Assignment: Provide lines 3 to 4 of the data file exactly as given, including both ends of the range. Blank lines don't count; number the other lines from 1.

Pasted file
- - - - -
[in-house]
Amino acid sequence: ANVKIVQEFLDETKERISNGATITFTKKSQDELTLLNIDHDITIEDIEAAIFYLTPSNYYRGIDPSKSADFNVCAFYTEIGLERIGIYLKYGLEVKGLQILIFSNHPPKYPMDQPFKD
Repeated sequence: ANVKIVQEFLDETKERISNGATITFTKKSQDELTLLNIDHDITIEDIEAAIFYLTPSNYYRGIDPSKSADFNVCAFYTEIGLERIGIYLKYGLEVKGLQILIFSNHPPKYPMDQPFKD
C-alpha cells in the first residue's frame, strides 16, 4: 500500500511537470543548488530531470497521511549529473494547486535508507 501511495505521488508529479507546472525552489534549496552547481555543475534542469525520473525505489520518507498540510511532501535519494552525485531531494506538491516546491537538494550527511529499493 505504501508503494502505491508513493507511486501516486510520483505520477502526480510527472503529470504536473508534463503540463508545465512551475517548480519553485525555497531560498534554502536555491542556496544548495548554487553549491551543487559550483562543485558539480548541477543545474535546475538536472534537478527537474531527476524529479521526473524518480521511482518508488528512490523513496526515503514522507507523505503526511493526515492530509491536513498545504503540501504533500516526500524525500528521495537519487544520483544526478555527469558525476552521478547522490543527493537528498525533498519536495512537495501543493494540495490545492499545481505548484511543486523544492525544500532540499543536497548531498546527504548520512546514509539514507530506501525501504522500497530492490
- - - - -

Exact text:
Repeated sequence: ANVKIVQEFLDETKERISNGATITFTKKSQDELTLLNIDHDITIEDIEAAIFYLTPSNYYRGIDPSKSADFNVCAFYTEIGLERIGIYLKYGLEVKGLQILIFSNHPPKYPMDQPFKD
C-alpha cells in the first residue's frame, strides 16, 4: 500500500511537470543548488530531470497521511549529473494547486535508507 501511495505521488508529479507546472525552489534549496552547481555543475534542469525520473525505489520518507498540510511532501535519494552525485531531494506538491516546491537538494550527511529499493 505504501508503494502505491508513493507511486501516486510520483505520477502526480510527472503529470504536473508534463503540463508545465512551475517548480519553485525555497531560498534554502536555491542556496544548495548554487553549491551543487559550483562543485558539480548541477543545474535546475538536472534537478527537474531527476524529479521526473524518480521511482518508488528512490523513496526515503514522507507523505503526511493526515492530509491536513498545504503540501504533500516526500524525500528521495537519487544520483544526478555527469558525476552521478547522490543527493537528498525533498519536495512537495501543493494540495490545492499545481505548484511543486523544492525544500532540499543536497548531498546527504548520512546514509539514507530506501525501504522500497530492490